Sponsor Content: OLYMPUS

Want to Take Better Action Shots? Follow These 5 Tips.

Hard-earned advice from expert adventure photographers


It's challenging enough to snag the perfect shot when your subject is stationary, so it's no surprise that when you throw movement into the mix, things get even trickier. To help you crack the action-shot code, we asked a handful of Olympus photographers for their best advice. But why stop at action? If you're also interested in upping your wildlife or landscape game, head over to our interactive resource for all things adventure photography.

Know the Subject You're Shooting

Have a good understanding of the sport and the type of action you’re going to see. You want to know what a climber looks like while reaching for a hold and what a biker should look like when dropping over a boulder. “Know what trick they’re doing, where their face will be in the frame, and how to get yourself into the best position to capture the action the moment that it will be the most photogenic,” says Brooke Bartleson, Olympus Explorer.

Use a Higher Shutter Speed

If you’re trying to capture fast-moving sports like mountain biking, you’ll need a shutter speed that can keep up with the action. “Shutter speed is the key to action photography,” says Chris Poplawski, Olympus Explorer. “When in doubt, choose a higher shutter speed, which will allow you to capture the motion without blurring the subject.”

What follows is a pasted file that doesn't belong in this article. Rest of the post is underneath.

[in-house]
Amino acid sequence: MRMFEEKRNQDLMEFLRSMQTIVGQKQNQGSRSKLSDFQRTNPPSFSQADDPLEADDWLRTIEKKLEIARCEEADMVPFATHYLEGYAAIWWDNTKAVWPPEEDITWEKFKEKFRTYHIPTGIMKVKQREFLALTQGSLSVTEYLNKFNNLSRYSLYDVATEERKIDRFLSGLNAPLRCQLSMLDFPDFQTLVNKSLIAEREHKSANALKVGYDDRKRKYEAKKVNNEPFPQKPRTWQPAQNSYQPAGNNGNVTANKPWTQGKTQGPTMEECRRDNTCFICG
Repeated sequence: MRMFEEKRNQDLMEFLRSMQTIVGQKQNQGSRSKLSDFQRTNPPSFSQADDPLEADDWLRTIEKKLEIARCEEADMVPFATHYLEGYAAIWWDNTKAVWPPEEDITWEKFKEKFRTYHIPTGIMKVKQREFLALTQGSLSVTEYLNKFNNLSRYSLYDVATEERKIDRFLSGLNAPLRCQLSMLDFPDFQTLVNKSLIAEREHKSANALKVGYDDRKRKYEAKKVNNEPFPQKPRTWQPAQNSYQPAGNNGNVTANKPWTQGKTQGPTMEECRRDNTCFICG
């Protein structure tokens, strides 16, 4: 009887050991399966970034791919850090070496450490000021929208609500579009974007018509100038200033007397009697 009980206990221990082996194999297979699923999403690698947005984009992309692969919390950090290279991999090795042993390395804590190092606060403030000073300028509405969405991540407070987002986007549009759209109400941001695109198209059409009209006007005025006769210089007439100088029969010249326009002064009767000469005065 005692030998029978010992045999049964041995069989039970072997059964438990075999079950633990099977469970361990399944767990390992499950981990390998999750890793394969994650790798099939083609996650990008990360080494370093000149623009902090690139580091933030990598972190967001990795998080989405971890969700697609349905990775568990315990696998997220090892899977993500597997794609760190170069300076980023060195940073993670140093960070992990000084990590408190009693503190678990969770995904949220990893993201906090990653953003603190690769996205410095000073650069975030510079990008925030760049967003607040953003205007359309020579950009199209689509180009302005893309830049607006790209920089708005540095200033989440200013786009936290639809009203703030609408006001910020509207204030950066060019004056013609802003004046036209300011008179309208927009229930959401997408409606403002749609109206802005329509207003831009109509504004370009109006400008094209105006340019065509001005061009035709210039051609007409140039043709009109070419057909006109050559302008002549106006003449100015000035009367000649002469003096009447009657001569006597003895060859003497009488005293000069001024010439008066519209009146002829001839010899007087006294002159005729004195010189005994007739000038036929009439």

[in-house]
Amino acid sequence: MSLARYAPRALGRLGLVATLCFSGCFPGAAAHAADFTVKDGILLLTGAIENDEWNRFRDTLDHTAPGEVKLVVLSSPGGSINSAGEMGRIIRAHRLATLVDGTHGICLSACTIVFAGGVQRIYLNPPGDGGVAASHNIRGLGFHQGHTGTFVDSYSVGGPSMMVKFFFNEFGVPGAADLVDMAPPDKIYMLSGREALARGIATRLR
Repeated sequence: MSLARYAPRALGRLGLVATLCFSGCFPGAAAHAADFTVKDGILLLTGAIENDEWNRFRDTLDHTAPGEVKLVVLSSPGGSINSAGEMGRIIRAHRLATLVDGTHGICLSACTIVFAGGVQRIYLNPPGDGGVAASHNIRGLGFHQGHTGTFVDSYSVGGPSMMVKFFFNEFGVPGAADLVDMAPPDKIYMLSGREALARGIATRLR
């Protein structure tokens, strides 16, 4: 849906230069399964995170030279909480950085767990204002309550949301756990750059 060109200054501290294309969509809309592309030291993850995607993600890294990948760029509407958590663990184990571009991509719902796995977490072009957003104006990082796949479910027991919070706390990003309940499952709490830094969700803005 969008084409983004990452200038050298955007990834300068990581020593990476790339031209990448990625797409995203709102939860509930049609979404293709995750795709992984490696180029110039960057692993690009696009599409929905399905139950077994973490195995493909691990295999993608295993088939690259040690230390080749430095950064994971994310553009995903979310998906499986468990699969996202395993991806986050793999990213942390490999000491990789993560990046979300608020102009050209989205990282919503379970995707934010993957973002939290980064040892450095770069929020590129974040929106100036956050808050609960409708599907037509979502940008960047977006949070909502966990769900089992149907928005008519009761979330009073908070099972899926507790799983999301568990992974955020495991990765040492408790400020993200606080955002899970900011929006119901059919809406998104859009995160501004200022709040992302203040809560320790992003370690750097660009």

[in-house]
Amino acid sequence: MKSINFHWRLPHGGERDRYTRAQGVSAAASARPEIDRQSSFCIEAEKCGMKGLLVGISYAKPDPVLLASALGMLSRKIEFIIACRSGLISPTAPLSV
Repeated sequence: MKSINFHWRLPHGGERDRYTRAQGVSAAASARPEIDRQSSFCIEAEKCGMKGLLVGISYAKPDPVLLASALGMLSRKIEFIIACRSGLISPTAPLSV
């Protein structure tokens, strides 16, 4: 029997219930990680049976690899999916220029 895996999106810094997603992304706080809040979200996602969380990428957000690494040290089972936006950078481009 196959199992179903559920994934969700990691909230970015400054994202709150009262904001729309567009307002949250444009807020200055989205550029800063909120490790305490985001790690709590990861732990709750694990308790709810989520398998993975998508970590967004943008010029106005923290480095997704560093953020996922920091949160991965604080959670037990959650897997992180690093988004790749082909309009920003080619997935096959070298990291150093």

(Olympus Explorer Chris Poplawski)

Make the Subject the Star

Forests surrounding trails can be visually busy, so you need to think about framing your subject in relation to the background. “Put them in a space where they’re going to stand out,” says Tyler Glass, Olympus Explorer. “Make sure no colors are clashing and that the colors they’re wearing will pop against the background. The viewer’s eye should see the person initially, then the image as a whole.”

Get Snap Happy

Getting a good action shot means taking that shot over and over, having your subject repeat the sequence multiple times. Be specific about where you want your subject to go, and try the shot from different angles. “You should shoot the same action several times so you get some variety when you get back to the computer,” Chris Poplawski says. “If you’re there to create something, it’s going to take some time.”

Go with the Flow

One of the biggest challenges of action photography is learning whether to shoot vertical or horizontal. The scene will often determine the orientation of the composition, and fighting it by shooting a vertical shot horizontally, or vice versa, will sacrifice key data. “Try not to force a composition on a scene,” says Lee Hoy, Olympus Educator. “You need to be able to read the scene and let it dictate the composition.” For example, if you’re shooting a kayaker slicing through the everglades, and there’s a heron above him, tall and relaxed, the scene wants a vertical composition.


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